On my recent trip, with less time on my hands than I'd have liked, I devoted one full evening each to drinks at Clyde Common
, where Jeff Morgenthaler
is now holding court, and at Teardrop Lounge
, where I enjoyed the work of the estimable trio of Dan Shoemaker, Ted Charak, and Daniel Shenaut. (Allison Dykes was also behind the stick but didn't make me any drinks, sadly -- not that I wasn't putting my head back frequently.) Both bars are serving world-class drinks from terrific bartenders who are really nice people to boot. Clyde Common
I have no idea what was happening at Clyde Common before Jeff recently arrived, but his uber-professional sensibility, mad skills, and terrific demeanor set the tone there now. (Props to Nate Tilden, proprietor, who brought Jeff up from Eugene and who gives a great BOH tour. I'll never tell where the super-old Pappy is, Nate.) Though he moves very quickly on a busy night, Jeff measures, tastes, and adjusts every single drink that goes out, and not just the cocktailian brews. His team's ability to handle a wide array of personalities was pretty impressive, too, never anything but friendly no matter the drink order and appropriately explicit with the drunks.
The drinks were all stellar. (Jason Barwikowski's food was great, too, especially the cocktail-friendly food I focused on: confit lamb belly, olive oil poached octopus, and one of the best cod dishes -- seared with razor clams and pickled celery -- I've ever had.) I really loved the Norwegian Wood (Krogstad aquavit, Laird's applejack, Cinzano rosso, yellow Chartreuse, Angostura) and think it would be off-the-charts good if Jeff had access to BIB Laird's. I also thought that the Bittersweet Symphony (Martin Miller, Aperol, Punt e Mes) was note-perfect, and Jeff's version of an Old Fashioned using the Evan Williams 1998 (from CC's remarkable rye list) was the best I've ever had, a truly superior match of spirit and preparation. Teardrop Lounge
I think I'm in love with Dan Shoemaker (and not -- full disclosure -- because he comped a drink or two). If it didn't happen when he said, "When I decided I had to open this place, eGullet taught me everything," it happened the moment when he handed me his version of an Improved Gin Cocktail, a breaktaking glass featuring Hayman's Old Tom gin and Marteau absinthe. In its evocation of both the classic lessons of the past and the remarkable state of the craft today, it was the most memorable cocktail I've ever had, and I'm damned if I can give you a word more description than that.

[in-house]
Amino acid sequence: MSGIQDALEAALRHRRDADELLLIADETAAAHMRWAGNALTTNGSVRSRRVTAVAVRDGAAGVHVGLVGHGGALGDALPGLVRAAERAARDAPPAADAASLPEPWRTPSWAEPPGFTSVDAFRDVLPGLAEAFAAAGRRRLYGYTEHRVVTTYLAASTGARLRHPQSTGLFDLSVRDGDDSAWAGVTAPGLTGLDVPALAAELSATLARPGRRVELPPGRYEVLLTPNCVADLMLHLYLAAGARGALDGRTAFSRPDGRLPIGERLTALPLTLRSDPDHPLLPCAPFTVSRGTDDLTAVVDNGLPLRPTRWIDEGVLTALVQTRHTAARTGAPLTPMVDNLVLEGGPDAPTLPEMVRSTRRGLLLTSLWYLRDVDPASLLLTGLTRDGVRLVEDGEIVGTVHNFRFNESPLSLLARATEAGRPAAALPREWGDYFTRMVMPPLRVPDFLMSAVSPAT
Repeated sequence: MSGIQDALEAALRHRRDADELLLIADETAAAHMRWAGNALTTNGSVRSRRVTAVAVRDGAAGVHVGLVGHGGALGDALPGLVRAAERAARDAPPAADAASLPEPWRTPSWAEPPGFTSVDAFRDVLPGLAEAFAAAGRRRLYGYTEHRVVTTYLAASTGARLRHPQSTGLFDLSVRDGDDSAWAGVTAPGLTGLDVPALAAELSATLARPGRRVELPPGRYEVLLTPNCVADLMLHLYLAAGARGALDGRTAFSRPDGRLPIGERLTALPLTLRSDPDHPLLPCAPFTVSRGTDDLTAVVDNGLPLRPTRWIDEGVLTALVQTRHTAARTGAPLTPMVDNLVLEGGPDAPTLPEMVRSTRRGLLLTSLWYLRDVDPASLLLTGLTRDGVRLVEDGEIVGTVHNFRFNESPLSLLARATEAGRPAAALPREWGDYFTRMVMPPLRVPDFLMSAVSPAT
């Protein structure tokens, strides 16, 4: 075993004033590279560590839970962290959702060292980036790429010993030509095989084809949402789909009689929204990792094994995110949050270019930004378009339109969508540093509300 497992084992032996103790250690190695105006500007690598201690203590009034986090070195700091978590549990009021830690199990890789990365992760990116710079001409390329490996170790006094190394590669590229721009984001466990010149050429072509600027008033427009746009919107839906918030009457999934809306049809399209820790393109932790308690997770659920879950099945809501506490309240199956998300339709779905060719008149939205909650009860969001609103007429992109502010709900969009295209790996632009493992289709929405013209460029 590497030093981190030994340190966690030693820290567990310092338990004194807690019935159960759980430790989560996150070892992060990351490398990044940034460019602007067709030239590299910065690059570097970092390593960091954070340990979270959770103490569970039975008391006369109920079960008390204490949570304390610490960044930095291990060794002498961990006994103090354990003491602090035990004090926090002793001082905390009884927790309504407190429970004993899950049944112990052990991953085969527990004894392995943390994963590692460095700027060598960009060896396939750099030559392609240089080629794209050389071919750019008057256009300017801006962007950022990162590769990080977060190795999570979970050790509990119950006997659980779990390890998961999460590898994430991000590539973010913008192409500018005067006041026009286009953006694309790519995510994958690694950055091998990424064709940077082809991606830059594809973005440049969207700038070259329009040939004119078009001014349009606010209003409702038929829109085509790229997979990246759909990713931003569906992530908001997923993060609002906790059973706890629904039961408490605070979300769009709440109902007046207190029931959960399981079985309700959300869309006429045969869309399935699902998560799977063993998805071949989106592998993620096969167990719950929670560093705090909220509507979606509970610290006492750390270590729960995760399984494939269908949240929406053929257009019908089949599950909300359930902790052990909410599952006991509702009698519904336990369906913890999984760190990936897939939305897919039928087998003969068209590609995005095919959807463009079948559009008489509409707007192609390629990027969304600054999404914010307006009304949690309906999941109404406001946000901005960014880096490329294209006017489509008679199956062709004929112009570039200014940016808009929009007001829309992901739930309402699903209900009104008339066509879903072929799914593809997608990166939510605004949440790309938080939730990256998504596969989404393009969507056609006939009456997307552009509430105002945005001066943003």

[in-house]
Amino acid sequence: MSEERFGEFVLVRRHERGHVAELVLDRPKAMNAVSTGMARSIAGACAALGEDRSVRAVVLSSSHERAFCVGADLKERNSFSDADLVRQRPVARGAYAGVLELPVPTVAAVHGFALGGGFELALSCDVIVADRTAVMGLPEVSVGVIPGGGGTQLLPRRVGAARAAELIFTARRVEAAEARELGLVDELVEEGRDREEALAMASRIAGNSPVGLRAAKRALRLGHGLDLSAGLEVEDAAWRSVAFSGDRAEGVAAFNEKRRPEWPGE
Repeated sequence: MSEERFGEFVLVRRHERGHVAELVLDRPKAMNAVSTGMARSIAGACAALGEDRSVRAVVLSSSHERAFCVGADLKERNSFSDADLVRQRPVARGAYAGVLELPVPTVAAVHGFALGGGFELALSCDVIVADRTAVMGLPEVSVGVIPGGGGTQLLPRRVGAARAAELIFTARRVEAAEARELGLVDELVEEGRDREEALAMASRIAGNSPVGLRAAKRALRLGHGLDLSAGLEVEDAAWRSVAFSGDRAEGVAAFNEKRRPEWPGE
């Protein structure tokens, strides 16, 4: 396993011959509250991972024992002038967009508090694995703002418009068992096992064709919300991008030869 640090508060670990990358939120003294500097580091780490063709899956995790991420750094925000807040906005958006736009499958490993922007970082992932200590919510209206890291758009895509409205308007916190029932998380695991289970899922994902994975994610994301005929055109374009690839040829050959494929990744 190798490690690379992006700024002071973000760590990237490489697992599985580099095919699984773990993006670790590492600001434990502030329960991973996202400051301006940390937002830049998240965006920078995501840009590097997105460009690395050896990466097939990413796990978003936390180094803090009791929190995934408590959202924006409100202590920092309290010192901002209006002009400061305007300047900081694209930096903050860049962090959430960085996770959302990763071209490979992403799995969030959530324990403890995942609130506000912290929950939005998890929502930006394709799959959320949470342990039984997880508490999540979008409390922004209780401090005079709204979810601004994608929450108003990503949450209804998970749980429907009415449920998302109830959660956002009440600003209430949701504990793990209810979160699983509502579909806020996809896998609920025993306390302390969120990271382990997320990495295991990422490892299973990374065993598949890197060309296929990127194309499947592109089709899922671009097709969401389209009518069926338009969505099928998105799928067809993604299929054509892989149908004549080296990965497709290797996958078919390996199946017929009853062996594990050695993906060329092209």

Dan, Ted, and Daniel have a passion for cocktails that would be somewhat hard to believe if their drinks didn't deliver on every promise, implied or otherwise. Over the course of my evening, I enjoyed samples of homemade libations including dry vermouth, Amer Picon, tonic water, grenadine, creme de cacao, ginger beer, kummel, and several tinctures, including costus and pau d'arco; a vodka flight, including one distilled from honey, that changed my mind about what vodka could be; eau d'Amis; and a gin flight.
I also had cocktails: a September Morn; a Modus Operandi (Sazerac rye, Amaro Nonino, Carpano Antica, sasparilla & clove tintures, Pau d’Arco bitters); a Dizzy Sour, with Depaz blue cane rhum, Sazerac rye, Bénédictine, lemon, and sugar; and a Sandcastles in the Sky, with Glenfarclas 12 year, Bénédictine, floc de gascogne, Marteau absinthe, and citrus oil. It was the most astonishing series of cocktails I've ever had, each topping the previous. I can't imagine better drinks than these.
I closed the evening with an on-the-spot invention by Daniel with Hayman's St. Germain, Dolin dry, orange flower water, and an orange twist; he called it an Ephemeral Cocktail, but it lingered well after I wandered out onto the Portland streets, as has the memory of that wonderful evening.
* * * * *
The two places are very different: Clyde Commons evokes an old, wood-grain Portland that probably never existed, with a bar set to the side of the main show in the dining room and open kitchen; Teardrop Lounge is all 21-century cocktail bar, with the well, the "droplet" shelf, and even the walls oozing tinctures, projects, books, and barrels. Coming from a town with not one solid choice for a quality bar, I would be happy in Portland never having to make a decision about which was better, given how fantastic both are.